Publication Year: 2012
William Leggett (1801–1839) was the intellectual leader of the laissez-faire wing of Jacksonian democracy. His diverse writings applied the principle of equal rights to liberty and property. These editorials maintain a historical and contemporary relevance.
Lawrence H. White is Professor of Economics at the University of Georgia.
Published by: Liberty Fund
Title Page, Copyright
Ten years after Thomas Jefferson’s death, in 1826, an outspoken young editor in New York City was reformulating and extending the Jeffersonian philosophy of equal rights. William Leggett, articulating his views in the columns of the New York Evening Post, Examiner, and Plaindealer, gained widespread ...
"There are no necessary evils in Government. Its evils exist only in its abuses. If it would confine itself to equal protection, and, as heaven does its rains, shower its favours alike on the high and the low, the rich and the poor, it would be an unqualified blessing.'' 1 ...
In answer to the many objections which are urged with great force of argument against the United States Bank, and against any great national institution of a similar character, there is little put forth in its defence, beyond mere naked allegation. One of the assertions, however, which seems to be most relied ...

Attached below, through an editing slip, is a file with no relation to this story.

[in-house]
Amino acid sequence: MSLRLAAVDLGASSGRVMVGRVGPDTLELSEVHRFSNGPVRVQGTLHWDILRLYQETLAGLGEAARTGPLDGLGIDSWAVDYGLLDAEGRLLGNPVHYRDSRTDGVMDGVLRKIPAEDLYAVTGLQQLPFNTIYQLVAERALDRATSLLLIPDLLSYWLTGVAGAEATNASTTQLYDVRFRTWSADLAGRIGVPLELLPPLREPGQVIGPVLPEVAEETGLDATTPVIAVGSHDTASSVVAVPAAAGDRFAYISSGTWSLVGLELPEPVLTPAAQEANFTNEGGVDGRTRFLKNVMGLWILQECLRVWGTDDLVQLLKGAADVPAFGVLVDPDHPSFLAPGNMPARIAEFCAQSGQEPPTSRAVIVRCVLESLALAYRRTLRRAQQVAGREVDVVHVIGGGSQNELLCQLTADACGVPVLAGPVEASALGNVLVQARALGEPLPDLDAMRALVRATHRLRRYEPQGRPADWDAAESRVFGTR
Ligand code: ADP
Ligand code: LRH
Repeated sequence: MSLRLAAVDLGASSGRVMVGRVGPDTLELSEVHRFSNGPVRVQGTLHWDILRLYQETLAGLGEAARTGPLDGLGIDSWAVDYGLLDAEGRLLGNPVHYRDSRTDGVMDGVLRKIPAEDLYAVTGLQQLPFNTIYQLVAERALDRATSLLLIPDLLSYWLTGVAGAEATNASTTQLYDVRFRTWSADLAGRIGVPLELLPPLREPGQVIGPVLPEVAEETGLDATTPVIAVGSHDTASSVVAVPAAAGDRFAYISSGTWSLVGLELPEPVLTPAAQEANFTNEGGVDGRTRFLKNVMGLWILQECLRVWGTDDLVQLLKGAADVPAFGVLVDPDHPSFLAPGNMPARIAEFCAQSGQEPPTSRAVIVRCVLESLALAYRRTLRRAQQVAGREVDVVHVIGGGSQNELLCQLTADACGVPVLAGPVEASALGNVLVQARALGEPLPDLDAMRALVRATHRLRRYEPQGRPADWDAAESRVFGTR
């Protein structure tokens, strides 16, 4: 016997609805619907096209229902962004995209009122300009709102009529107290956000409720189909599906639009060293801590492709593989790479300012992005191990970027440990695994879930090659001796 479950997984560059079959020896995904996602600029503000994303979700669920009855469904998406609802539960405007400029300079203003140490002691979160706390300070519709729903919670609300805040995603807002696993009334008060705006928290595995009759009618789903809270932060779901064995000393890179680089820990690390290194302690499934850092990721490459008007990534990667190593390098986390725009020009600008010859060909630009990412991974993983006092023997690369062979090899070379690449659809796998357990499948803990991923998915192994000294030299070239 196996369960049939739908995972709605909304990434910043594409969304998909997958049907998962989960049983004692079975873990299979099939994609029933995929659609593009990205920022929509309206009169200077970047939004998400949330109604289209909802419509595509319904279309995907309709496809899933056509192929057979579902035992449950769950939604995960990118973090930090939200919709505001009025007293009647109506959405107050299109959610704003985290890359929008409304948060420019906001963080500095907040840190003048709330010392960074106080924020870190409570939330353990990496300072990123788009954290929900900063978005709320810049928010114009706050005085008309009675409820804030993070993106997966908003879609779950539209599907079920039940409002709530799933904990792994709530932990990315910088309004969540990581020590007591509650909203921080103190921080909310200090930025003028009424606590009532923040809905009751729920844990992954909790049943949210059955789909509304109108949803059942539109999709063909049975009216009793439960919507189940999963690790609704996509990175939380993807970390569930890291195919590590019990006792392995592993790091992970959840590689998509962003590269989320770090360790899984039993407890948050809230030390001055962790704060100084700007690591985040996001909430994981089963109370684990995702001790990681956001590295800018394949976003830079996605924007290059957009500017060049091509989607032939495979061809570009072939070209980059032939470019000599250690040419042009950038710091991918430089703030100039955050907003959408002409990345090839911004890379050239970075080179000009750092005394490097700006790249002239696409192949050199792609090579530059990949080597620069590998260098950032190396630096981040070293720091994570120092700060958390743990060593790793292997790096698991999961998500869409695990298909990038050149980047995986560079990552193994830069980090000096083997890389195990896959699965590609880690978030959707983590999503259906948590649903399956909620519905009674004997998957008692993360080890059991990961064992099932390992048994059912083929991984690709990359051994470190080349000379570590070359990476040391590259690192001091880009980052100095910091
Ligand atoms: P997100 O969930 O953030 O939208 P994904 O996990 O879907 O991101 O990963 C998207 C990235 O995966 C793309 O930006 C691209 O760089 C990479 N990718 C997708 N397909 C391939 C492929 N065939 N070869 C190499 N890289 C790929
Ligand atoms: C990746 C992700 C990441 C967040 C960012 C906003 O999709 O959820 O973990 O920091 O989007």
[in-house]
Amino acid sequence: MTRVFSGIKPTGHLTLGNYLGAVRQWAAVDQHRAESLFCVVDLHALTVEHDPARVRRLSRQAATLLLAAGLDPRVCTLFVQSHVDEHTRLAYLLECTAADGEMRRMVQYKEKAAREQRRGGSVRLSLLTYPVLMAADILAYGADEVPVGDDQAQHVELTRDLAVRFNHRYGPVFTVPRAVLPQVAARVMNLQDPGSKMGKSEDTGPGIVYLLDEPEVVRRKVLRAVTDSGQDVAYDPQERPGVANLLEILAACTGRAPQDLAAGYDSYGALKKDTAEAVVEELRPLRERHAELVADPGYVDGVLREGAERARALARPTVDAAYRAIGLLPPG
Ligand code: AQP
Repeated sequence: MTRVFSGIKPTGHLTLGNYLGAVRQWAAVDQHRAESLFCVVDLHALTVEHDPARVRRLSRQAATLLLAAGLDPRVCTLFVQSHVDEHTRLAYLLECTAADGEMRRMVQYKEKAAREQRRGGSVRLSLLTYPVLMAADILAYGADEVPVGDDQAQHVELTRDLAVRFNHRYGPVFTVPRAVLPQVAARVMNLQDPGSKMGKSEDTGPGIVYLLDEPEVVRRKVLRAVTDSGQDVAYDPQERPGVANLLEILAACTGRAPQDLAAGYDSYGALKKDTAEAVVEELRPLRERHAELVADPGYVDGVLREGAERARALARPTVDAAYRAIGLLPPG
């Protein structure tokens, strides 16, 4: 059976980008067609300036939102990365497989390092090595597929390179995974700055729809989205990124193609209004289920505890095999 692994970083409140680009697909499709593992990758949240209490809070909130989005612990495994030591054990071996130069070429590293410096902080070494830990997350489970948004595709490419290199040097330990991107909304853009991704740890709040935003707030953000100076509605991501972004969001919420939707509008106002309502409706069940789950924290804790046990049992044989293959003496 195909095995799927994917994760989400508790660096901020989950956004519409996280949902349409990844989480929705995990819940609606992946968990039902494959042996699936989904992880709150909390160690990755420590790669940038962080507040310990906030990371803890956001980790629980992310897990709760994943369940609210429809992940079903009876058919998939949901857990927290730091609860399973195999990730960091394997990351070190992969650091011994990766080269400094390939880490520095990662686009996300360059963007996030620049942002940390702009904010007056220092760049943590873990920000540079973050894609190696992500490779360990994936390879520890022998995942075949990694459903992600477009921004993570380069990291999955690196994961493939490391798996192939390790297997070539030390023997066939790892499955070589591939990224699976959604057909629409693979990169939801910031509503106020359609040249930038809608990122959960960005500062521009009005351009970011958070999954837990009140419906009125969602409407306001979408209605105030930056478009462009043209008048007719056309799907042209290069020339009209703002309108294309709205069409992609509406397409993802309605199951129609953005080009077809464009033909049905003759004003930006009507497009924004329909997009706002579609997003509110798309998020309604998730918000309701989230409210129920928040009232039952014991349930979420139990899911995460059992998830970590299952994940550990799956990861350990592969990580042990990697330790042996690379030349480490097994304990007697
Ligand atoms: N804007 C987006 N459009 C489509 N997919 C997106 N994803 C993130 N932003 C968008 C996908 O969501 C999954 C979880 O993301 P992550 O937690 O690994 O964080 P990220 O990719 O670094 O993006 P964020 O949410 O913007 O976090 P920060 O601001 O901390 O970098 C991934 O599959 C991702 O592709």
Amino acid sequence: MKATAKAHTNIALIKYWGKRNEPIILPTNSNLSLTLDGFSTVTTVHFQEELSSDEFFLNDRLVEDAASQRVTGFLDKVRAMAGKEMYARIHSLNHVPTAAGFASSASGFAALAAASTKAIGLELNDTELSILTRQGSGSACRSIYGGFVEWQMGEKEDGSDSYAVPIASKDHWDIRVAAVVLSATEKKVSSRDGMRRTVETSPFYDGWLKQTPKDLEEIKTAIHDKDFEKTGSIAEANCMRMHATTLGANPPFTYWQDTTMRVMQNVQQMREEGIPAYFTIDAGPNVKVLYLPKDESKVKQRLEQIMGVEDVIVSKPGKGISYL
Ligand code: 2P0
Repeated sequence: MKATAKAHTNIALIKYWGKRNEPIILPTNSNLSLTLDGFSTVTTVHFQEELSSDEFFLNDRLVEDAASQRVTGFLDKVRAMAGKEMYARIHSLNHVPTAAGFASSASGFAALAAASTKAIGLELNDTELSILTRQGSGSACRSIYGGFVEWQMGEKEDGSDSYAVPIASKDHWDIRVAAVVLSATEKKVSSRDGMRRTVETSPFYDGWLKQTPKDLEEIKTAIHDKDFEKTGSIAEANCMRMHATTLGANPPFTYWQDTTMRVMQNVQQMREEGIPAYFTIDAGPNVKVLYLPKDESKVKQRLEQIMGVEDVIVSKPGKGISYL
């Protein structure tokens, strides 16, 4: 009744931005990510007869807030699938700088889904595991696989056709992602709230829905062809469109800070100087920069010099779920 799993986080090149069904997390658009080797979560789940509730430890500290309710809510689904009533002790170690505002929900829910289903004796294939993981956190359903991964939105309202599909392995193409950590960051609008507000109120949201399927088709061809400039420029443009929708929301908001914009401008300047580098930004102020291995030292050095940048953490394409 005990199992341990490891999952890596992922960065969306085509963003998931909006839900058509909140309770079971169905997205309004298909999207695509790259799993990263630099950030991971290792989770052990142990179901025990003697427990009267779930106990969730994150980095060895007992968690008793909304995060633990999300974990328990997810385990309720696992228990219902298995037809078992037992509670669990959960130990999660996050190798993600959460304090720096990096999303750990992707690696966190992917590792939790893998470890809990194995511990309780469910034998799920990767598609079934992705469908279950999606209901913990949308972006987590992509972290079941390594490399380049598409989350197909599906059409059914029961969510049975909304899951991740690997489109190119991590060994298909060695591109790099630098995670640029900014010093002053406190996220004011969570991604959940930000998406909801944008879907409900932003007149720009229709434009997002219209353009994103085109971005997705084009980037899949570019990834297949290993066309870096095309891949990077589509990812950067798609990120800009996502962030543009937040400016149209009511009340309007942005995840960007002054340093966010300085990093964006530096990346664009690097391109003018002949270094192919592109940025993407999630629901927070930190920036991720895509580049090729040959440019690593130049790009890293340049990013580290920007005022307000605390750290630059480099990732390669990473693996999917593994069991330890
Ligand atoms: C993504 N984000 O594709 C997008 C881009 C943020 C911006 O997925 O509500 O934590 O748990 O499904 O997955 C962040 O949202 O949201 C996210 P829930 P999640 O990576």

The morning papers contain accounts of a riot at Chatham-street chapel last evening, between a party of whites and a party of blacks. The story is told in the morning journals in very inflammatory language, and the whole blame is cast upon the negroes; yet it seems to us, from those very statements themselves, that, as usual, there was fault on both sides, and ...
Hitherto despotism has assuredly been considered as the concentration of all power in one man, or in a few privileged persons, and its appropriate exercise the oppression of the great majority of the people. But the Presidential Bank candidates in the Senate of the United States, and the bribed tools of the Bank who preside over the Bank presses, have ...
The Times has favoured us with a confession of faith on the subject of monopolies, and if its preaching were in accordance with its creed, there would be little ground of dispute, for it would seem by this that there is no great difference between us on general principles. The Times says: ...
The whole question of the propriety of an international copyright law, or a copyright law at all, resolves itself, we think, into the enquiry whether such a regulation would promote the greatest good of the greatest number. This is the principle which we conceive constitutes the basis of the most important rights of property. ...
Page Count: 432
Publication Year: 2012
MUSE Marc Record: Download for Democratick Editorials